The revolution sparked by the Human Genome Project will soon produce more genetic information than our computers can currently handle.
Question: What does your research consistrn of on a day-to-dayrnbasis?rnrn
Michael Wigler: Our lab studies the genome rnof organisms andrnalso the genome of cancer cells. rnAnd we work on two kinds of problems: the evolution and outcome rnofrncancers, and also on genetic disorders of a spontaneous sort, that is,rnnon-heritable genetic disorders. rnAnd those are two very—it sounds like two very different things, rnbutrnthey’re related by our methodology, which is genomic analysis.rnrn
What we do is called difference analysis, for rnexample, ifrnwe’re looking at a cancer, we’ll want to see where that cancer has rnmutatedrnrelative to the genome of the person who gave rise to that cancer. That’s differential genomicrnanalysis. And it tells us wherernthe cancer has mutated. And fromrnthe types of mutations, the number of mutations, we can infer a lot rnaboutrncancer etiology.rnrn
Question: Is biology becoming a more rnquantitative thanrnqualitative science?rnrn
Michael Wigler: Well, biology has always rnbeen influencedrnstrongly by quantitative types. rnMany physicists in the late ‘30s, early ‘40s, ‘50s, came into rnbiology,rnstrongly influenced it. There wasrna period, I would say, from the time I was a graduate student in the rnmid-‘70srnuntil the mid- to late-‘90s, where it was not particularly quantitative,rn and that wasrnlargely because of the revolution in recombinant DNA. So,rn really all you needed to be a good biologist was a goodrnsense of logic and a good imagination. rnAnd mathematical and statistical skills weren’t really that rnnecessaryrnfor much of biology. And I was inrnthat group actually. I had studiedrnearlier on as a mathematician but I used almost none of those rnmathematicalrntools when doing biological research. rnOf course, the logic comes in handy, but the tools were not veryrnvaluable. There was no place forrnthem because the kind of data that we were getting was very individual rndata andrnI actually had a rule of thumb. I actually disliked statistics early on rnin myrnlife and I felt that if I needed to do statistics to see what I was rnobserving,rnthen I wasn’t really observing anything.rnrn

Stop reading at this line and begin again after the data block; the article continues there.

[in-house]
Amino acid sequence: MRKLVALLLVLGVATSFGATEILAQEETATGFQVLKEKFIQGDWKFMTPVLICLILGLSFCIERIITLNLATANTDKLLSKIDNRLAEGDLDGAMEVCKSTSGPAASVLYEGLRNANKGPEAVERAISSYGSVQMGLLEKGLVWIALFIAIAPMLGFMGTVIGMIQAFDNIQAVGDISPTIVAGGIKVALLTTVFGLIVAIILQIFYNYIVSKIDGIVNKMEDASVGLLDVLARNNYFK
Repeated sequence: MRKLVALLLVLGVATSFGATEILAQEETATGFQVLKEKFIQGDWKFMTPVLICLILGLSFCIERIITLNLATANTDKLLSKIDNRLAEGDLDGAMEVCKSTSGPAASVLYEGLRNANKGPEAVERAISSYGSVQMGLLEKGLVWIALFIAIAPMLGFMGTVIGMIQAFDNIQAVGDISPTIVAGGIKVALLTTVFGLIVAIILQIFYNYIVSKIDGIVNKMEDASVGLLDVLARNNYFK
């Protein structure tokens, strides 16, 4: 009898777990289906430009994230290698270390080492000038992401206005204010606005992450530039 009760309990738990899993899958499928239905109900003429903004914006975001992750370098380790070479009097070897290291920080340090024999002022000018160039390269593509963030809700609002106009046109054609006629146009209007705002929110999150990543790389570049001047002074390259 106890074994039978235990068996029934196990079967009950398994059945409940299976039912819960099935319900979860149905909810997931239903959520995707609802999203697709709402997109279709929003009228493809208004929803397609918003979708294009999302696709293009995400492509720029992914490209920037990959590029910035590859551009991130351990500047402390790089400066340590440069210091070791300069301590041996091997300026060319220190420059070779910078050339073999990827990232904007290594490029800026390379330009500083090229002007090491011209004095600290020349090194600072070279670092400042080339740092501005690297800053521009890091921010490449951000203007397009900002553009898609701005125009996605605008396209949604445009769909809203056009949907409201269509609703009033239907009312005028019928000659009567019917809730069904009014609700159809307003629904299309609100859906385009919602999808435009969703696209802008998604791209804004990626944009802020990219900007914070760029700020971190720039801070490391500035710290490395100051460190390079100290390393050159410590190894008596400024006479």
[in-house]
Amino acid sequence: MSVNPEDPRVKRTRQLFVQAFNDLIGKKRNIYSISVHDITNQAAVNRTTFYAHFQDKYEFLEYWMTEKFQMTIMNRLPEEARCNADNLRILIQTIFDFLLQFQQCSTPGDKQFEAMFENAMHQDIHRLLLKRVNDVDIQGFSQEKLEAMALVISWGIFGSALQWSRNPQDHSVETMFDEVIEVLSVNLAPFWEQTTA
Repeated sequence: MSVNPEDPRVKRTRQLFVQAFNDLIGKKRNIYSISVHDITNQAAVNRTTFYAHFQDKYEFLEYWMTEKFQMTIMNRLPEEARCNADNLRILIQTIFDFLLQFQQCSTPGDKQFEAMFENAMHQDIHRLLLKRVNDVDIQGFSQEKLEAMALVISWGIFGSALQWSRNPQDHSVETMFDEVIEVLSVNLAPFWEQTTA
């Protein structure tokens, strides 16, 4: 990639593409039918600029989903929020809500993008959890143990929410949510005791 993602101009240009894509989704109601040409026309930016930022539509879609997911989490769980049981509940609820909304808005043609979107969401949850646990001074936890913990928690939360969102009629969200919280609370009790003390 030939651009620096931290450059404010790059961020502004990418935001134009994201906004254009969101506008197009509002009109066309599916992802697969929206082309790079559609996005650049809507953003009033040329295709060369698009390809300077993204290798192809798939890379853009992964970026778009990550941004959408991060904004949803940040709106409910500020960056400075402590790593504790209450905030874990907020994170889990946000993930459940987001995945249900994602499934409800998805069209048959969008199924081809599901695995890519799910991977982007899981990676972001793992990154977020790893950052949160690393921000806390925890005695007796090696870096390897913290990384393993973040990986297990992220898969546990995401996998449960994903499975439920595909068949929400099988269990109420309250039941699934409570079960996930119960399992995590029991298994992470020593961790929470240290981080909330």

But that changed with the advent of the sequencing rnof thernhuman genome. That changedrneverything. And the development ofrnnew high throughput methods of extracting data, it forced biologists tornreconsider the value of statistics and mathematics in the analysis of rntheirrnsubject. So, a number ofrnbiologists moved in that direction. rnNot a lot, but quite a number did. rnAnd I was one of those who moved in that direction.rnrn
Question: How has the sequencing of the rngenome “changedrneverything”?rnrn
Michael Wigler: You know, we are so close, rnhistorically, tornthat period, and the data that’s coming out of that effort is still rnbeingrngenerated. I think it’s very hardrnfor any of us to really judge the impact that it has had. rn It was a huge revolution in terms ofrnthe kinds of experiments one can conceive of doing. Thern only thing comparable in my lifetime was the recombinantrnDNA revolution which changed entirely the kinds of experiments people rndid.rnrn
Since sequencing methods are changing so fast, the rncost ofrnsequencing has dropped enormously. rnAnd with each drop in the cost, it changes entirely how you thinkrn ofrnattacking the problem. So, in arnfew years from now we’ll be in a position to have DNA sequence of a veryrn highrnquality for a million people and know the medical history of these rnmillionrnpeople. And there’ll be—I don’trneven think our computers are yet to a stage where they will be able to rnhandlerndata of that type and the kind of analysis tools that will be needed to rnanalyzernthat haven’t been developed yet. rnSo, we’re in a really a strange point in the history of biology rnwherernthings are changing so rapidly, we can’t quite see the shape of the rnfuturernyet.
Recorded April 12, 2010